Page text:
Photo: IMMS

ECo-Har­vester Project Start — Ambi­ent Ener­gy for Decen­tral­ized Sen­sor Applications

The Hahn-Schickard-Gesellschaft für Ange­wandte Forschung e.V. and the IMMS Insti­tute for Micro­elec­tron­ics and Mecha­tron­ic sys­tems gemein­nützige GmbH (IMMS GmbH) took part in the three-year DFG research project “ECo-Har­vester – Design Method­ol­o­gy for the Co-Design of Mechan­i­cal Struc­ture and Inter­face Switch­ing of Elec­tro­dy­nam­ic Ener­gy Har­vester” in the vir­tu­al kick-off meet­ing on 15 Feb­ru­ary 2021.
Ener­gy har­vesters con­vert ambi­ent ener­gy into elec­tri­cal ener­gy in order to oper­ate, for exam­ple, ener­gy self-suf­fi­cient radio-sen­sor nodes for mon­i­tor­ing tasks in an indus­tri­al envi­ron­ment and to min­i­mize the nec­es­sary main­te­nance and instal­la­tion costs. Ener­gy har­vesters thus have a high poten­tial to become a key tech­nol­o­gy for the decen­tral­ized dis­tri­b­u­tion of sen­sor applications.
The eCo-Har­vester research project aims to devel­op a com­put­er-aid­ed design method­ol­o­gy for the co-design of mechan­ics and elec­tron­ics for elec­tro­dy­nam­ic vibra­tion har­vesters in order to be able to derive the opti­mal har­vest­ing sys­tem depend­ing on the giv­en requirements.
“We don’t just want to assem­ble two com­po­nents, we want an over­all sys­tem design. The opti­mum of the over­all sys­tem is not always the respec­tive opti­mum of the sub­sys­tems,” explained Prof. Dr. Ralf Som­mer, Sci­en­tif­ic Direc­tor of IMMS. This over­all sys­tem view is nec­es­sary in order to increase the effi­cien­cy of the sys­tem, i.e. to deliv­er more pow­er or to build small­er with the same per­for­mance, Som­mer added. Such an approach extends the state of the art, as the com­po­nents are cur­rent­ly being devel­oped many times sep­a­rate­ly from each other.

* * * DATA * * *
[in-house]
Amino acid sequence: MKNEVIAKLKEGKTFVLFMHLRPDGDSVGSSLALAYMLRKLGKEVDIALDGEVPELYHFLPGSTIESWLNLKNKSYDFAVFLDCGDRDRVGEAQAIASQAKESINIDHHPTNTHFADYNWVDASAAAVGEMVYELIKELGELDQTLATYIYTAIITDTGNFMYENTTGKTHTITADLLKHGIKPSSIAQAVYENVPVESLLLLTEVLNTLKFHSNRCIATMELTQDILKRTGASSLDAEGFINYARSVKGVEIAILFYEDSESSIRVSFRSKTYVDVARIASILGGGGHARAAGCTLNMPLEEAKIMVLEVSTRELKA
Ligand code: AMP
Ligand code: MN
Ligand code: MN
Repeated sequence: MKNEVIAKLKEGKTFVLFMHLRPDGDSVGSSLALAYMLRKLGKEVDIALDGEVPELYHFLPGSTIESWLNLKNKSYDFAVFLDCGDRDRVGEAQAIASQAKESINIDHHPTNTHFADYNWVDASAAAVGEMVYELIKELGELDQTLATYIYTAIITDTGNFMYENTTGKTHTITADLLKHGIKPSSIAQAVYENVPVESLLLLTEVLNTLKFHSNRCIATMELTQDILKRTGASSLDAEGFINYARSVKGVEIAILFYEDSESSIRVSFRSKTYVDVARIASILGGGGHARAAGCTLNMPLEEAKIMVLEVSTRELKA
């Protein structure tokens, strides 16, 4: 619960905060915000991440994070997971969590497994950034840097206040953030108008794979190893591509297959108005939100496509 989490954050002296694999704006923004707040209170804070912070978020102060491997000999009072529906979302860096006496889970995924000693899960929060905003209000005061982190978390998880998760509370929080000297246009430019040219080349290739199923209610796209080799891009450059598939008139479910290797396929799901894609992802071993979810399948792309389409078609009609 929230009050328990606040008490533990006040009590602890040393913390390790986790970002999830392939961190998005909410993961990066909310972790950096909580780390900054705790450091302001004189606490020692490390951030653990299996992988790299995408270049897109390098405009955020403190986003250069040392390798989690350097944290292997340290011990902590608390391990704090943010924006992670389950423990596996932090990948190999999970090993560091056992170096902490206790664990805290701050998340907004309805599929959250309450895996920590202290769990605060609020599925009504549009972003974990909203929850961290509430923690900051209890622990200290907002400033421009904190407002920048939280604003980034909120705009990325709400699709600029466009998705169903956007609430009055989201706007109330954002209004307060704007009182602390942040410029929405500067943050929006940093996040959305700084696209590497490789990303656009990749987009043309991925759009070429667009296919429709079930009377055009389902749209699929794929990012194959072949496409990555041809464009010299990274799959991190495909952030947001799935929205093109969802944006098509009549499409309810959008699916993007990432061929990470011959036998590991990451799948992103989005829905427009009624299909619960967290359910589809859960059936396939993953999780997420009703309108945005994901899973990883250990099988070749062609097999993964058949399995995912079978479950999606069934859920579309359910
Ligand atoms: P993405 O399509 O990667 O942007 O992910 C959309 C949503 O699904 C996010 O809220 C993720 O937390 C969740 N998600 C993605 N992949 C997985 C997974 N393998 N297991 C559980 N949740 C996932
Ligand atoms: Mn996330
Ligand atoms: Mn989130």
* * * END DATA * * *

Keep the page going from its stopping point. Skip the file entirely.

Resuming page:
The IMMS will focus on mechan­i­cal mod­el­ing, includ­ing mag­net­ic fields and mechan­i­cal atten­u­a­tion of ener­gy har­vesters that pro­duce ener­gy from vibra­tions. Hahn-Schickard focus­es on the front end cir­cuits with high effi­cien­cy or low loss­es in order to pro­vide the ener­gy from the har­vester mech­a­nism in a suit­able form for sen­sor systems.
“How­ev­er, since both part­ners focus on the inter­play of har­vester design and inter­face switch­ing, we can take advan­tage of syn­er­gy effects,” said Dr.-Ing. Thorsten Hehn, Group Leader for Elec­tron­ic Sys­tems at Hahn-Schickard. By means of a cor­re­spond­ing mod­el­ling, an opti­mal over­all con­cept from the topolo­gies for the har­vester and the inter­face cir­cuit, includ­ing the para­me­ter deter­mi­na­tion, can be gen­er­at­ed for giv­en con­di­tions, such as sig­nal shape, fre­quen­cy and ampli­tude of the exci­ta­tion, size of the har­vester, etc. This enables not only cost-effec­tive design, but also advanced deploy­ment sce­nar­ios through improved sys­tem properties.
“The chal­lenges lie in the fact that there are a vari­ety of topo­log­i­cal basic struc­tures on the part of mechan­ics and, for exam­ple, many volt­age ranges on the elec­tron­ics side,” Hehn sum­ma­rized. “The excit­ing ques­tion is what is best for the over­all sys­tem. We look for­ward to the answers we will pro­vide together.”